The hotel gave us the three-bedroom Presidential Suite so everybody could be together. My sister-in-law and her two little kids, my other sister with her new baby and their joint baby sitter in one bedroom, the rest of the women in another, the men in the third.
Getting ready was just like home. Fighting with my sisters for space at the sink to put on make-up. Yelling at my older sister for showering so late, steaming up the mirror and frizzing my hair. Everybody telling me to put on more make-up. Older sister and Mom fixing my hair.
Sitting in a robe holding my baby nephew, chatting quietly with my two little nieces, a small oasis of calm.
Suddenly standing in my dress, my mother and sisters helping me with the short veil we'd had attached to my favorite headband.
The homey aromas of soap and baby powder mixing with perfumes, then colognes as we joined the men in the living room. Husband-to-Be looked at me with such wonder and so much love. I will never forget that look.
People went quiet as the Rabbi came in, asked us to join him at the table to sign the Ketubah (Jewish marriage contract).
Best Man signing, oldest friend/witness waiting his turn, Rabbi
The Rabbi was an old hand at marrying nervous couples (including my parents and two of my sisters, plus he'd officiated at my husband's and both his brothers' bar mitzvahs). Solumnly he reviewed the Ketubah with us. No matter what you do afterward, once you sign that, you're married. It's large, opens into three sections, all written in tiny, tiny Hebrew.
After we all signed, the Rabbi pointed to a section in the center. "This is extremely important," he said, "It contains the secret to a happy marriage." You could have heard a pin drop.
We all waited expectantly. "It's my wife's recipe for chopped liver!"
We burst out laughing, groaning at what must be a tired old joke to him, but it worked, tension broken. Until we went downstairs to the chapel. Everyone got ready. And quiet.
My husband's two brothers, my younger sister's husband and older sister's son carried the chuppah (Jewish marriage canopy) to the front, opened the beautiful old lace overhead, each holding a pole (another Jewish custom). Then Husband-to-Be's parents walked him to his place just before the chuppah so he could wait for my parents to give me over to him.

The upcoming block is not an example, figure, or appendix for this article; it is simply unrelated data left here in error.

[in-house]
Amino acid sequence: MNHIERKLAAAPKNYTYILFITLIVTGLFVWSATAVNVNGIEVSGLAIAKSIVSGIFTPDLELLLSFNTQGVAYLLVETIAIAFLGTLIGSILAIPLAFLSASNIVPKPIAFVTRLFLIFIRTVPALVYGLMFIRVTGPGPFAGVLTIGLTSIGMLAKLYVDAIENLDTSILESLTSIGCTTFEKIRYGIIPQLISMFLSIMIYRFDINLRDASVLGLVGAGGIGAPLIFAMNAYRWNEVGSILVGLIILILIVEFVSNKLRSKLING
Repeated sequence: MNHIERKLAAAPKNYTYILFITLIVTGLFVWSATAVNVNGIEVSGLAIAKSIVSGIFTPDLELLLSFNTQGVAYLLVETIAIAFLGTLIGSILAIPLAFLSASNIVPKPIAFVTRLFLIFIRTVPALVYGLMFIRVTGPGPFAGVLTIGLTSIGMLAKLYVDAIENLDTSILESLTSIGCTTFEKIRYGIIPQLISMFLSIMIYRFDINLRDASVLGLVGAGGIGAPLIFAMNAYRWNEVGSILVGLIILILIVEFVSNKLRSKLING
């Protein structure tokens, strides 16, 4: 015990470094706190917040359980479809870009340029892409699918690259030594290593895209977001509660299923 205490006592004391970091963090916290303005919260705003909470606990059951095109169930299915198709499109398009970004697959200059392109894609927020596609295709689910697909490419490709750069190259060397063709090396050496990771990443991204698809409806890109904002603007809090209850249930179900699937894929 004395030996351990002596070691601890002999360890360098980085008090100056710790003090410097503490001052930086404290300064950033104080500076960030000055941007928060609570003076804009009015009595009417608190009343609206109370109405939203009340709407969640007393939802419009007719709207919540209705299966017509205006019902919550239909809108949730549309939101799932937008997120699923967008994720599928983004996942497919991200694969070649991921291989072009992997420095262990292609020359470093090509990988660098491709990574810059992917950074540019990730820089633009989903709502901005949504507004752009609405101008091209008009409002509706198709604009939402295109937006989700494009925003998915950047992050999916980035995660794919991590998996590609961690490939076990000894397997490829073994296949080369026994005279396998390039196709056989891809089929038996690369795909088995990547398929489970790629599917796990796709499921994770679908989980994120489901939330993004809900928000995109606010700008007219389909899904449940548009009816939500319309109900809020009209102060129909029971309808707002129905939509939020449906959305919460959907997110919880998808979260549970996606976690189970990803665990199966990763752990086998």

Already under the chuppah was our best man, the mutual friend who'd introduced us. They joined him there. My sisters, one after the other, moved smiling down the aisle and took their places underneath too.
Then it was just Mom, Dad and me, standing in the doorway, waiting for our cue. NOOO! I had a flash of panic so sharp I almost doubled over. I saw all my friends and family, so many smiling faces, so genuinely happy for me. I wanted to be a gracious, smiling bride.
But it seemed the room went suddenly dark. All I could see was soft light glowing around Husband-to-Be, my True North. My eyes locked onto him like a lazer beam.
The feeling was otherworldly. If I can just get to him, I thought, I'll be okay. I don't remember walking down that aisle, but here's a close-up so you can see the genuine fear in my eyes.
Oh yeah, I'm a deer caught in the headlights.
Once we got to him, though, the rest was easy. My parents kissed me...
Husband-to-Be winked at me, took me to join our families and the Rabbi under the chuppah.
It was a beautiful religious and personal ceremony. Rich with ancient tradition in a modern setting. The Rabbi who knew our families so well, spoke from the heart about Continuity. Belief. Trust. Faith. Love.
And it was a great party too. Went on until past 2 AM.
Thanks for everything, Mom. I love you.
An after-party migrated back to the presidential suite. Family, friends, Husband and I still talk about it. Especially this time of year. Especially today.
Today, January 23, 2013 is our 31st Wedding Anniversary.
I can joke about the panic now. I can laugh about that picture, it's in our wedding album. I love all the wonderful wedding memories. Because I took that huge leap of faith. And we're still married after all these years.
Continuity. Belief. Faith. Trust. Love. And Humor. In the end, that's what it takes.
PS Little more than a year later, we had our son. Win-win.